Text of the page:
Citrus fruits (including oranges, clementines, satsumas, lemons and limes) are best in season around Christmas time. But citrus fruits are not only delicious but they've also been proven to lower women's stroke risk,  especially oranges and grapefruit, may lower ischemic stroke risk.  The research published in the journal  Stroke: Journal of the American Heart Association l ooked at how  consuming flavones subclasses affects the risk of stroke. Flavonoids are a class of compounds present in fruits, vegetables, dark chocolate and red wine.  Women who ate high amounts of the flavonoids had a 19 percent lower risk of ischemic stroke than women who consumed the least amount. Within their experiment, the  flavanones came mainly from oranges and orange juice (82 percent) and grapefruit and grapefruit juice (14 percent). However, researchers recommended that consumers increase their citrus fruit intake, rather than juice, due to the high sugar content of commercial fruit juic


Working through the Christmas platter, today's post will be on cranberries. Scientists have been researching the antibiotic properties of cranberries. Particularly, they a re shedding light on the biological mechanisms by which cranberries may have protective properties against urinary tract and other infections. In 2011, a study was published in the journal  Food Science and Biotechnology, where they   tested proanthocyanidins (a.k.a PACs), a group of flavonoids which are found in cranberries. These molecules are thought to give cranberry juice its infection-fighting properties and prevent precursors of bacterial infections. But the scientific report actually showed that cranberry juice, itself, is far better at preventing biofilm formation, which is the precursor of infection, than PACs alone. Camesano's lab explores the mechanisms that the virulent form of E. coli bacteria, the primary cause of most urinary tract infections (UTIs) in people, uses to form biofilm


With Christmas being next week everyone will be buying their groceries for Christmas dinner, and Brussels sprouts are bound to be on some of your shopping lists - but they may not be your kids favourite veggies and here's why... Scientists have published new research in the  open access journal  BMC Neuroscience . They've compared how domestic cats and humans  perceive bitterness in food at a molecular level, and could explain why cats and children are sometimes such picky eaters. It's thought that the ability to  detect bitter chemicals is thought to have evolved because of its utility in avoiding toxic compounds often found in plants.  Cats are carnivores by nature so they don't consume a lot of plant-derived products; domestic cats, though, still come across bitter flavours in foods and medicines.  The researchers at AFB International and Integral Molecular studied the behavior of two different cat bitter taste receptors in cell-based experiments, inv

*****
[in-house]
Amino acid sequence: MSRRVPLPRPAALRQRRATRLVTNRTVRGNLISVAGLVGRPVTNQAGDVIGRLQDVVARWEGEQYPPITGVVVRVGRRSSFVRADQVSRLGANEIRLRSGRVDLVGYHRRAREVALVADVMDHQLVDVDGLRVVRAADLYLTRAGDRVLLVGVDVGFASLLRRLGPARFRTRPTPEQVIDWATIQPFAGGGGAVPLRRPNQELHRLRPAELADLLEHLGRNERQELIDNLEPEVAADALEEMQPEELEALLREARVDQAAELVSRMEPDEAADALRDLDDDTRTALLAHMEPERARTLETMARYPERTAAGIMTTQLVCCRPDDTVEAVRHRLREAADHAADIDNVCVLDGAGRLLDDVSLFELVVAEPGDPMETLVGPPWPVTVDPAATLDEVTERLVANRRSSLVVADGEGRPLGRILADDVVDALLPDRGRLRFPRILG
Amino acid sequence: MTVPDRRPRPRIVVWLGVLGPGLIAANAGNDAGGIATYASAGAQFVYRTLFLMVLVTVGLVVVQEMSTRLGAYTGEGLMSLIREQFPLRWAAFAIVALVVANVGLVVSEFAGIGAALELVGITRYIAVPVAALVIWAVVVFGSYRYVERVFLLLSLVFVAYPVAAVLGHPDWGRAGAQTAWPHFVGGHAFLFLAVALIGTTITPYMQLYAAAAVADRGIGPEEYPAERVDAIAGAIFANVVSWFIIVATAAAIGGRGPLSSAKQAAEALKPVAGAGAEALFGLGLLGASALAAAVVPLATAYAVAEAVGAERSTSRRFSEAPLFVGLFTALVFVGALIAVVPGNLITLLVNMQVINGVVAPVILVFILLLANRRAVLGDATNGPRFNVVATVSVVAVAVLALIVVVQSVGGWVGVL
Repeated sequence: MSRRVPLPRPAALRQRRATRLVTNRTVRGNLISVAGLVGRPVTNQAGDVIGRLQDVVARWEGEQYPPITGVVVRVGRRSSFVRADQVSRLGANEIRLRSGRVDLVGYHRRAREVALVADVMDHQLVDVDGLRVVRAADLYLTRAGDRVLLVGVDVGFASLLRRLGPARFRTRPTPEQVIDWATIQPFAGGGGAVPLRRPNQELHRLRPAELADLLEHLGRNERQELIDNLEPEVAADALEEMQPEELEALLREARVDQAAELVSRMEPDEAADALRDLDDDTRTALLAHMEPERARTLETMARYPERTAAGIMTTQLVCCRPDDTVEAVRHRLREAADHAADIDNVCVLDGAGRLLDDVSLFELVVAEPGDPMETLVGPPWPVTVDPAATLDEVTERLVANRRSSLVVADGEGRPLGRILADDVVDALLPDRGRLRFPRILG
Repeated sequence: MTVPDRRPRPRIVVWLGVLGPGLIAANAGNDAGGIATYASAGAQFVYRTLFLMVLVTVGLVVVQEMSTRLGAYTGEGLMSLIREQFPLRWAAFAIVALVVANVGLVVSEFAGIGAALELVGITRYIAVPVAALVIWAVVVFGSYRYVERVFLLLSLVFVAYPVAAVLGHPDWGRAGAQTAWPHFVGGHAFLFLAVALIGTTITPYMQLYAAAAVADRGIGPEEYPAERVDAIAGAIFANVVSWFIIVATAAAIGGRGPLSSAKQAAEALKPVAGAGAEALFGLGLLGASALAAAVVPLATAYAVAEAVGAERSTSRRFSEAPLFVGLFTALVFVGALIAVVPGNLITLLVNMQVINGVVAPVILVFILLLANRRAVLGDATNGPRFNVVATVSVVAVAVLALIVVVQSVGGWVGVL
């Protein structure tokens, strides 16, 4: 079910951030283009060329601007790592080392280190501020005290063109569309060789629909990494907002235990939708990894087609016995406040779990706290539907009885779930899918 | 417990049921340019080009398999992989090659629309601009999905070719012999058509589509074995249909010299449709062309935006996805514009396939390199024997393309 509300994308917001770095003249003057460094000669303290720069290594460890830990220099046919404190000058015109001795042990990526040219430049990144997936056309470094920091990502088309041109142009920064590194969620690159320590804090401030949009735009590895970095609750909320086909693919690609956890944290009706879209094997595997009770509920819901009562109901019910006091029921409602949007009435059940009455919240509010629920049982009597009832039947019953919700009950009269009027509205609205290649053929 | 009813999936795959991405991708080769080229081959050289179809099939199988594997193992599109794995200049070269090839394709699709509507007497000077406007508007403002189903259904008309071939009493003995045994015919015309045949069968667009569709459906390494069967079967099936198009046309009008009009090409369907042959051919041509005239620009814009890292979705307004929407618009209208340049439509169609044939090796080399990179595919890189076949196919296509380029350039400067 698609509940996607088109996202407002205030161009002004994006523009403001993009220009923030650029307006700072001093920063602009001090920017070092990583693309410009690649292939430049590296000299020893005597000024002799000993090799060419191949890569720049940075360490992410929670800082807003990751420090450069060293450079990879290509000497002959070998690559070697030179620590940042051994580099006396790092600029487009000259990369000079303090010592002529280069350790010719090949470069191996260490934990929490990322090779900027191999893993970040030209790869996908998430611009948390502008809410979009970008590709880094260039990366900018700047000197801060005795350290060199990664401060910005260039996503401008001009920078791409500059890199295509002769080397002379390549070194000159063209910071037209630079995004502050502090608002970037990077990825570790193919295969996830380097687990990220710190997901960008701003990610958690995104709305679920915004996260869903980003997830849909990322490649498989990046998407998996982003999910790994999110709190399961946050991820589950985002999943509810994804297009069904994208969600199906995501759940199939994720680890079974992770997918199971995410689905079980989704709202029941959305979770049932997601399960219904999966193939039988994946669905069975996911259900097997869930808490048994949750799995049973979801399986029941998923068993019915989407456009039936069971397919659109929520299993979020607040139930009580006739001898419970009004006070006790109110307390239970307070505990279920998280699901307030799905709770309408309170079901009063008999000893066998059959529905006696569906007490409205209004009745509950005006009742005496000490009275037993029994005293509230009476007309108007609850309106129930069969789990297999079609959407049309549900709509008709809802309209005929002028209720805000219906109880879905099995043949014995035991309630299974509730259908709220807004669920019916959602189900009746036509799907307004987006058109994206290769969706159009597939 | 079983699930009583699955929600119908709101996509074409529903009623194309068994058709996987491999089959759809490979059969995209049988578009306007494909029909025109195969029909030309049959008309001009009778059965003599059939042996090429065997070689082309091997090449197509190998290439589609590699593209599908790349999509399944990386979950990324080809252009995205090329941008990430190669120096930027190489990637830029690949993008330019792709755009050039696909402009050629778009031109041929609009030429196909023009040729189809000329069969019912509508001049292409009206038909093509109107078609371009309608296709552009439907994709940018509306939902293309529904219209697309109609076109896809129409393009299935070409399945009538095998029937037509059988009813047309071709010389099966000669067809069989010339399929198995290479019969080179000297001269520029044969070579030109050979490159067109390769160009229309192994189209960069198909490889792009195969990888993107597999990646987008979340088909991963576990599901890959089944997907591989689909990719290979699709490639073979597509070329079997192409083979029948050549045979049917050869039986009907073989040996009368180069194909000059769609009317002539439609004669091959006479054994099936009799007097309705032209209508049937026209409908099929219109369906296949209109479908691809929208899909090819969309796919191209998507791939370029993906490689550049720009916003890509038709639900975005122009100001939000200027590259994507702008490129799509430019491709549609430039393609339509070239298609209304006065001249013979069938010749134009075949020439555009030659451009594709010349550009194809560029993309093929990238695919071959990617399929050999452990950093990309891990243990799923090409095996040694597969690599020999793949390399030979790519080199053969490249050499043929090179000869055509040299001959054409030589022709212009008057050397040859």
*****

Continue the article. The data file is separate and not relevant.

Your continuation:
Yesterday's post looked at Myrrh as a form of herbal remedy for high cholesterol levels in the body. Today's post moves onto frankincense which has also been found to have useful properties. Cardiff university (Wales, UK) scientists have been researching  the potential benefits of frankincense to help relieve and alleviate the symptoms of arthritis (this research was published in 2011). Scientists at Cardiff university have devised a treatment using a rare form of frankincense,  Boswellia frereana, which  i nhibits the production of key inflammatory molecules which helps prevent the breakdown of the cartilage tissue which causes the condition. The scientists commented on their results saying:  "Having done  this  we are now able to further  characterize  the chemical entity and compare its success against other anti-inflammatory drugs used for treating the condition." The hunt for new drugs to cure the symptoms of conditions like inflammatory arthritis and


The fragrant myrrh of the Christmas story is the topic of today's Christmas post. Research published in 2009 has shown that myrrh may have  cholesterol-lowering properties. The journal published in the  International Journal of Food Safety, Nutrition and Public Health  discusses the hypocholesterolemic effects of myrrh and other plant products. Myrrh already has been known to have many health benefits including  antibacterial and anti-inflammatory effects.   And this new research has shown that there are potential cholesterol-lowering effects.  Previously myrrh has been used in a wide range of traditional remedies over the centuries as a mouthwash, for treating sore  throats , bronchial congestion, as well as an antiseptic astringent, for soothing cuts and burns, and it was historically known to calm emotions.  Working with lab rodents, Nadia Al-Amoudi tested  various blends of plant materials, including Myrrh, on laboratory rodents with high cholesterol. She fed the an